Gasoline prices make biggest one week increase since Hurricane Katrina

March 4, 2011

Gas prices on the rise

Motorists in Texas are paying on average $3.30 for a gallon of unleaded regular gasoline, a 22 cents hike in one week which represents the biggest one-week increase since September, 2005. Nationally prices also jumped 20 cents to $3.43 a gallon according to AAA Texas.
Between Aug. 31 to Sept. 5, 2005, the days before and after Hurricane Katrina slammed into New Orleans, prices in Texas increased 40 cents in one week. Nationally during that same period, the average price for gasoline increased 35 cents.
Texas is now 13 cents below the national average, after having been 15 cents lower since the beginning of the year.
Amarillo has the least expensive gasoline in the state at $3.26 a gallon; still the price of gasoline in that city jumped 24 cents. Motorists in El Paso are paying the most at $3.36, up 25 cents in a week.
What’s driving the market?
• Rapidly rising oil prices for all types of crude oil is pushing retail gasoline prices upward. In mid-February, oil traded as low as $87 a barrel; today it is trading at the $102 a barrel range.
• The continued unrest in Libya and possibility of political instability in other Persian Gulf and North African nations has oil traders worried about future production.
Motorists in all 50 states are now paying more than $3 a gallon for gasoline. The most expensive gas is in Hawaii at $3.82. The lowest in the country is in Montana and Wyoming at $3.12
In the summer of 2008 gasoline prices reached more than $4 a gallon. On this date in 2008, the national average for regular gasoline was $3.16. In Texas motorists paid $3.08. In New Mexico the price was $3.14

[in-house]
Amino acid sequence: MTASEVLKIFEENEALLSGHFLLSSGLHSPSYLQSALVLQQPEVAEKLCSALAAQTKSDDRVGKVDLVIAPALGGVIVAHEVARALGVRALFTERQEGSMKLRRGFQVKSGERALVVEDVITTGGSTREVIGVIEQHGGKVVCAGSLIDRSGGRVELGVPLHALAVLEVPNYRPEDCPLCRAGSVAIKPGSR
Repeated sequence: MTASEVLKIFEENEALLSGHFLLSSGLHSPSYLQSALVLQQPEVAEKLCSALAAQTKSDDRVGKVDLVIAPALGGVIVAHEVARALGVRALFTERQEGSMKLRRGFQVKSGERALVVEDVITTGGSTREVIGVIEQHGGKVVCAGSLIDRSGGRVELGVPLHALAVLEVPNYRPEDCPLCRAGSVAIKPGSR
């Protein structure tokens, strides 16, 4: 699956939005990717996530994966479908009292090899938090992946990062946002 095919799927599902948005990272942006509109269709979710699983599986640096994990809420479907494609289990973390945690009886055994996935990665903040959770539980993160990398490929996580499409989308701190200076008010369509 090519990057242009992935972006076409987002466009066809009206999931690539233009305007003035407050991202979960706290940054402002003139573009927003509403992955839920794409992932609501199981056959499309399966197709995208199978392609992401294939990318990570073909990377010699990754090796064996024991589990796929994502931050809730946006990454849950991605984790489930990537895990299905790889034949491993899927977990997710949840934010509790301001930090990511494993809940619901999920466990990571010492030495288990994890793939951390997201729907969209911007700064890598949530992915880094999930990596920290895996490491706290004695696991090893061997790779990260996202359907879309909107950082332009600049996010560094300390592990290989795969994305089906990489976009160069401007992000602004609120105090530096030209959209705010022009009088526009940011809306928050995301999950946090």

As prices increase, AAA Texas recommends some relatively simple steps motorists can take to cut their fuel consumption.
• Drive the speed limit. Studies show that by following this simple step you’re saving a significant amount of gasoline.  The U.S. Department of Energy says that for every five miles you drive over 60 miles per hour is equal to paying an additional $0.24 per gallon for gas.
• Clean out the trunk. An extra 100 pounds in your vehicle could reduce your miles per gallon by up to 2 percent.
• If you have a GPS, use it. Plan the quickest and shortest distance to your destination. Avoiding hills and stops will increase your gas mileage.
• Maintain your tire pressure at the manufacturer’s recommended level and keep your car well maintained.
• Anticipate the stop lights and stop signs. Get to know your usual routes and look ahead, anticipating where you’ll have to stop. You can let up on the gas earlier. Coasting to a stop will save the gasoline you would otherwise use maintaining your speed longer.
“Depending on the city they’re driving in, motorists are now paying at least $10 more per fill up than they were a year ago. As was the cases in 2008, this pocket book issue will likely mean drivers will make changes in the number of trips they take, consolidating them and being more careful about how they drive,” said AAA Texas/New Mexico Corporate Communications Manager Dan Ronan in Irving.

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